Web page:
While I don't necessarily like it, the fact is that search is the navigation paradigm of our generation (and probably for several more to come). Blekko is doing some cool stuff for web searching in so far as blending verticalized, curated, search operators into the mix (though operators aren't great for ease of adoption... they're a further necessary evil to get us through this phase). While Blekko takes on the mess that is web search, a few companies have taken a stab at _search_ over the past year or so. The wasteland of companies that have tried broader search approaches over the years is vast, but the past few years have yielded some companies like Greplin. I'll admit I tend to ignore the space a bit because no-one ever comes very close to getting it right, but yesterday Greplin came across my tweet stream from a respected friend, so I dove in head first.
What you have got right so far:
- oAuth/oAuth equiv support. I need to be under the illusion of control, and oAuth models give me that warm and fuzzy feeling. Thank you for using technology as it was intended, rather than chumping out with lame credential storage weakness.
- Long list of services. I hesitate to mention this one, because the list I actually want is 100x bigger than the one you offer, but, nice job on coming out of the gate with a decent list. Other services I've tried give me a couple of options, and thus, the primary use case isn't satisfied. The goal is _search_ (across it all), not search across a couple of things.
- UI. Don't waste my time with a bunch of useless UI. Google got it right with the search box, and you're mirroring that well. Keep it up.
- Upgrade model. What you're building will take untold sums of CPU cycles and disk bytes. Charge me for it. Don't do some stupid thing where you think you can support this without billing me real money. You'll die. Charge me for specialized services, and resources. Feels like you're on the right path here.
- Native service URL resolution. Rather than building a copy of all the content and pointing me to that, when I click a search result, you take me to the native service. Beautiful. Don't lose track of this. There may be cases in which you don't have a choice but to point me to a local copy, but fight those hard.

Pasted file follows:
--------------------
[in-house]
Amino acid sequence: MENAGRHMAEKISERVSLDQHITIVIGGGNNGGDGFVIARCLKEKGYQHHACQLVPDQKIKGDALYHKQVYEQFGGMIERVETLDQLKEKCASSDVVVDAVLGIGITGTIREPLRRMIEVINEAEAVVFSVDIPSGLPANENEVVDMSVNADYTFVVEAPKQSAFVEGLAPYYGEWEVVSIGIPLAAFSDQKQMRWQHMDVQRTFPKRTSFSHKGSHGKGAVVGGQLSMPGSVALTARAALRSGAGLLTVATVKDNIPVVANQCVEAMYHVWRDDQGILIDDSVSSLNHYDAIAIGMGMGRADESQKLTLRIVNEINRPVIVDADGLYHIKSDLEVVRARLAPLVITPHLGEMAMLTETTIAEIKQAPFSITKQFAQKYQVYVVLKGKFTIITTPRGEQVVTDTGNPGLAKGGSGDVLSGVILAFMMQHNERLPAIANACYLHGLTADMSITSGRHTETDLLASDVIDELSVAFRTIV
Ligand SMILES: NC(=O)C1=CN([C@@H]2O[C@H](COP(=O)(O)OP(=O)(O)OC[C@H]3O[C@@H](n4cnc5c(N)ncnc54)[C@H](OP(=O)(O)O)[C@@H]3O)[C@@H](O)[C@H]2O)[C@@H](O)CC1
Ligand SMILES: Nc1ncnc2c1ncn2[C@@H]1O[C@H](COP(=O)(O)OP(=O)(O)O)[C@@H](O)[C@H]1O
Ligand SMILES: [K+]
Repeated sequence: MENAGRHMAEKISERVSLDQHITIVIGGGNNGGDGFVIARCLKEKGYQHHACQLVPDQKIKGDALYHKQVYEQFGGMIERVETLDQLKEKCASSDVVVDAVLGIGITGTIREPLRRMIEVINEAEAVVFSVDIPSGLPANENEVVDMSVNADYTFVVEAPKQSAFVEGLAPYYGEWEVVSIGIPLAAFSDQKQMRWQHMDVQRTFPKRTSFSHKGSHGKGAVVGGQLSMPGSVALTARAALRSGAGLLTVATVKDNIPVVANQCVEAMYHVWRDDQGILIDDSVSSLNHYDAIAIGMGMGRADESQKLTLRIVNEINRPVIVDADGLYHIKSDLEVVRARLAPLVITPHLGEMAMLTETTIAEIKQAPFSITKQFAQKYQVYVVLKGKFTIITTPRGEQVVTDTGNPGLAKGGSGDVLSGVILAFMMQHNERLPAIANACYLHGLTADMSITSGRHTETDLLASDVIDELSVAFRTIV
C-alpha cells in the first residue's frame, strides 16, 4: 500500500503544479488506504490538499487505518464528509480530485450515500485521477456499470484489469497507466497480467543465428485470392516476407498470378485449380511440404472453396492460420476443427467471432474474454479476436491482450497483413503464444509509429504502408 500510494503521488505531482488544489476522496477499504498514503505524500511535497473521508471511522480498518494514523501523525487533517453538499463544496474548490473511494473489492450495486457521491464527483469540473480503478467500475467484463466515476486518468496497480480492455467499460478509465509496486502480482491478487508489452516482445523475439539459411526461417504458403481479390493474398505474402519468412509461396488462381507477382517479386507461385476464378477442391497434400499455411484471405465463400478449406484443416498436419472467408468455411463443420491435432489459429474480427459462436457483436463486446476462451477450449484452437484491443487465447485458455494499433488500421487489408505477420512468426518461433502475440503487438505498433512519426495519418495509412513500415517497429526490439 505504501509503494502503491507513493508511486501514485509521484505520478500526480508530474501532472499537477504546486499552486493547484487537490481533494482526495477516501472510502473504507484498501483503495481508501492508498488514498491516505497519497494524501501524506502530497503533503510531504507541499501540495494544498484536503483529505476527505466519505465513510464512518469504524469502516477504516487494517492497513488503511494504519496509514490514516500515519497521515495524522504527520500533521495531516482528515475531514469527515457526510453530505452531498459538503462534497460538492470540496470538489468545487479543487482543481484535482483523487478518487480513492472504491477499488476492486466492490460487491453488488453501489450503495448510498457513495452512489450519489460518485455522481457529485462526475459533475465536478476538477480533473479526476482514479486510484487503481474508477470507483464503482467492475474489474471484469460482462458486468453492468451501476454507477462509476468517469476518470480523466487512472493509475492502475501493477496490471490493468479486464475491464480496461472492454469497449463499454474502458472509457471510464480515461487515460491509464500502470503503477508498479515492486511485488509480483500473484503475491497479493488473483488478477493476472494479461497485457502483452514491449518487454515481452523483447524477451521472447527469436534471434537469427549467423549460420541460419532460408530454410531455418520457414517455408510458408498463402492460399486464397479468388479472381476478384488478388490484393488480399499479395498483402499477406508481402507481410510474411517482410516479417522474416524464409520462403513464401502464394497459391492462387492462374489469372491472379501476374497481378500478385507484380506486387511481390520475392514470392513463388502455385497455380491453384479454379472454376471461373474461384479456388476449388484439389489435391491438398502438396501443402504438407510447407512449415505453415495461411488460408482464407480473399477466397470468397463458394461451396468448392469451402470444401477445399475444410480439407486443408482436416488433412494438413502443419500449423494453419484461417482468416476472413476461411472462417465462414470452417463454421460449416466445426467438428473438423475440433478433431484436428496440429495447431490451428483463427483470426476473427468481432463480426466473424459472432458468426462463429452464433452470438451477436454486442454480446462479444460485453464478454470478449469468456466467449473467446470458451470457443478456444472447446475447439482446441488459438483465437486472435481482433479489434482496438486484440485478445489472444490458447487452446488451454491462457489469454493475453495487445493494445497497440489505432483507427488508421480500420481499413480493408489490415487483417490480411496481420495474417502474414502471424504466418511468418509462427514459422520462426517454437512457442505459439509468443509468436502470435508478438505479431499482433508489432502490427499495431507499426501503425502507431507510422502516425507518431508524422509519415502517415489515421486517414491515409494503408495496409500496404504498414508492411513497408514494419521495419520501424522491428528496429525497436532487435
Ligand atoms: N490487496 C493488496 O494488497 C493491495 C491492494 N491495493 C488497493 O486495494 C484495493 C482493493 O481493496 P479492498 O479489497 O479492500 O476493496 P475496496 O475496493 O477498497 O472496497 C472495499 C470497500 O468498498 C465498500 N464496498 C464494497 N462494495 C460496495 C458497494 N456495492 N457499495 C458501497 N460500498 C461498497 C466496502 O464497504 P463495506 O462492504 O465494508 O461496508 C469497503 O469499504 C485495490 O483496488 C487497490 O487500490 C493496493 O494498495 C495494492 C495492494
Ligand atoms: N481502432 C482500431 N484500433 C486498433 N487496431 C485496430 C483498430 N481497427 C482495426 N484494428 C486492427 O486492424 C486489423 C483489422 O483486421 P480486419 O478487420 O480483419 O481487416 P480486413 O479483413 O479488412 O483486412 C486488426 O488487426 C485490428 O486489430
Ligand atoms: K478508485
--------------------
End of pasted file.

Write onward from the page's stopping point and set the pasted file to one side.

What you need to do:
- Add all the other services all the users want. My personal short list: pogoplug, my local disks, my mounted disks, backpackit.com (notes), my curated RSS feeds.
- Build out operator support. Like everyone else, I have a lot of crap, and searching for "Boulder" across it yields too much data. I need to be able to apply the set of operators you'd expect in order to narrow things. "Boulder last week", "email: boulder", "work-email: boulder", "events: boulder from last month", "documents: boulder", "photos: > 5 stars from last year" "photos: Joe yesterday" "email: has:attachment utility bill" "home-computer: file-size > 1mb soccer flyer". I need the ability to go wide, and go very narrow in order to pull the needle out of the haystack. Giving me the Google equivalent of "first 1-10 out of 1,234,113,554,665,334 results" obviously doesn't help me.
- Operator documentation. If you support any operators at all today, I can't find them easily. Search operator usage is complex, and I need to read about how to drive yours.
- Native search box integration support. Apple'e working hard to get users to use Spotlight search on iOS and OSX operating systems. This is the right thing to do, and you need to follow suit, build the plugins accordingly, and do low-level native OS search box integration (complete with your syntax/operator support). You may think you have a better way to get users to change their navigation behavior, but you don't. Let the OS vendors fight that battle... ride their coattails. If you haven't dug into the API docs around Spotlight search... dig in... it's impressive stuff.
Looking forward to the progress.